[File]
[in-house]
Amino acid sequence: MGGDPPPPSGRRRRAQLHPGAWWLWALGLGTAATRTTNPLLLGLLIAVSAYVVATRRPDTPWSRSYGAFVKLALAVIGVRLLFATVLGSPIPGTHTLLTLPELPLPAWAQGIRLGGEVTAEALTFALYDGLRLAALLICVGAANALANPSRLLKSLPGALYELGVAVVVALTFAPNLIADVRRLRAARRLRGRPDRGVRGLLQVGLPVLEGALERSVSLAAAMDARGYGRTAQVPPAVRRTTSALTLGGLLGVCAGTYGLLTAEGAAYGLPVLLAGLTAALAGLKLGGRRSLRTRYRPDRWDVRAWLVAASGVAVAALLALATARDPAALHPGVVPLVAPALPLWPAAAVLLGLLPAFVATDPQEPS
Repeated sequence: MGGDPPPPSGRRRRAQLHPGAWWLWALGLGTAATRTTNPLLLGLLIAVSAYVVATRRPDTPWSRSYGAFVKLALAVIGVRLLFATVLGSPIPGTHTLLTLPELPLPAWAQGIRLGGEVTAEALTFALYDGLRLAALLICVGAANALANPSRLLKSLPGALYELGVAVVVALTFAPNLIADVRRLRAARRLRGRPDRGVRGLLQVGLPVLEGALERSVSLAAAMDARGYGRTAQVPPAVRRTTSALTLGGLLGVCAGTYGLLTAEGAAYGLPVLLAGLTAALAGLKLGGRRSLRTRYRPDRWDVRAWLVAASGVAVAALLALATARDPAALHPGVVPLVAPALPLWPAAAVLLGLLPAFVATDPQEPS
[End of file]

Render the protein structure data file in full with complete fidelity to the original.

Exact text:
[in-house]
Amino acid sequence: MGGDPPPPSGRRRRAQLHPGAWWLWALGLGTAATRTTNPLLLGLLIAVSAYVVATRRPDTPWSRSYGAFVKLALAVIGVRLLFATVLGSPIPGTHTLLTLPELPLPAWAQGIRLGGEVTAEALTFALYDGLRLAALLICVGAANALANPSRLLKSLPGALYELGVAVVVALTFAPNLIADVRRLRAARRLRGRPDRGVRGLLQVGLPVLEGALERSVSLAAAMDARGYGRTAQVPPAVRRTTSALTLGGLLGVCAGTYGLLTAEGAAYGLPVLLAGLTAALAGLKLGGRRSLRTRYRPDRWDVRAWLVAASGVAVAALLALATARDPAALHPGVVPLVAPALPLWPAAAVLLGLLPAFVATDPQEPS
Repeated sequence: MGGDPPPPSGRRRRAQLHPGAWWLWALGLGTAATRTTNPLLLGLLIAVSAYVVATRRPDTPWSRSYGAFVKLALAVIGVRLLFATVLGSPIPGTHTLLTLPELPLPAWAQGIRLGGEVTAEALTFALYDGLRLAALLICVGAANALANPSRLLKSLPGALYELGVAVVVALTFAPNLIADVRRLRAARRLRGRPDRGVRGLLQVGLPVLEGALERSVSLAAAMDARGYGRTAQVPPAVRRTTSALTLGGLLGVCAGTYGLLTAEGAAYGLPVLLAGLTAALAGLKLGGRRSLRTRYRPDRWDVRAWLVAASGVAVAALLALATARDPAALHPGVVPLVAPALPLWPAAAVLLGLLPAFVATDPQEPS